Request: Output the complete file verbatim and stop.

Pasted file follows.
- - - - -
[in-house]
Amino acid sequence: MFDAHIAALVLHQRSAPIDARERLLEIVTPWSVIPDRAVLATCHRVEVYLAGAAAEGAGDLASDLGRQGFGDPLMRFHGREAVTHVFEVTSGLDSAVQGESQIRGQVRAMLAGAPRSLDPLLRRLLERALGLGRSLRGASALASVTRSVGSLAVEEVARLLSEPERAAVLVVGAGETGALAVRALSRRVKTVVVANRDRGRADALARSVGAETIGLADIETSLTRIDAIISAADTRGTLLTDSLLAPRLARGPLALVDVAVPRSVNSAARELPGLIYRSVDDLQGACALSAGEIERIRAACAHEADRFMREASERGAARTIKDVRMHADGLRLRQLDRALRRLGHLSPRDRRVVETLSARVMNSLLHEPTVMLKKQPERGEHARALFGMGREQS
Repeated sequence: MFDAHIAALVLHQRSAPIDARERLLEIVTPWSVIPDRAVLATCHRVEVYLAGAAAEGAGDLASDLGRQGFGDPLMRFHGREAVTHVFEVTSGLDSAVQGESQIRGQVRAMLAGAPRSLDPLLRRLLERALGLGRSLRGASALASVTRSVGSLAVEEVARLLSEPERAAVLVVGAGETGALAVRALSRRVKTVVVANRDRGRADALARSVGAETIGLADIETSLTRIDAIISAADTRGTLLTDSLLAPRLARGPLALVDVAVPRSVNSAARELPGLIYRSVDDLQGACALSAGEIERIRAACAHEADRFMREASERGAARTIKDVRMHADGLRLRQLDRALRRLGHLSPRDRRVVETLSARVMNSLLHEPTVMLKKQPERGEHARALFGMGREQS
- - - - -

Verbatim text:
[in-house]
Amino acid sequence: MFDAHIAALVLHQRSAPIDARERLLEIVTPWSVIPDRAVLATCHRVEVYLAGAAAEGAGDLASDLGRQGFGDPLMRFHGREAVTHVFEVTSGLDSAVQGESQIRGQVRAMLAGAPRSLDPLLRRLLERALGLGRSLRGASALASVTRSVGSLAVEEVARLLSEPERAAVLVVGAGETGALAVRALSRRVKTVVVANRDRGRADALARSVGAETIGLADIETSLTRIDAIISAADTRGTLLTDSLLAPRLARGPLALVDVAVPRSVNSAARELPGLIYRSVDDLQGACALSAGEIERIRAACAHEADRFMREASERGAARTIKDVRMHADGLRLRQLDRALRRLGHLSPRDRRVVETLSARVMNSLLHEPTVMLKKQPERGEHARALFGMGREQS
Repeated sequence: MFDAHIAALVLHQRSAPIDARERLLEIVTPWSVIPDRAVLATCHRVEVYLAGAAAEGAGDLASDLGRQGFGDPLMRFHGREAVTHVFEVTSGLDSAVQGESQIRGQVRAMLAGAPRSLDPLLRRLLERALGLGRSLRGASALASVTRSVGSLAVEEVARLLSEPERAAVLVVGAGETGALAVRALSRRVKTVVVANRDRGRADALARSVGAETIGLADIETSLTRIDAIISAADTRGTLLTDSLLAPRLARGPLALVDVAVPRSVNSAARELPGLIYRSVDDLQGACALSAGEIERIRAACAHEADRFMREASERGAARTIKDVRMHADGLRLRQLDRALRRLGHLSPRDRRVVETLSARVMNSLLHEPTVMLKKQPERGEHARALFGMGREQS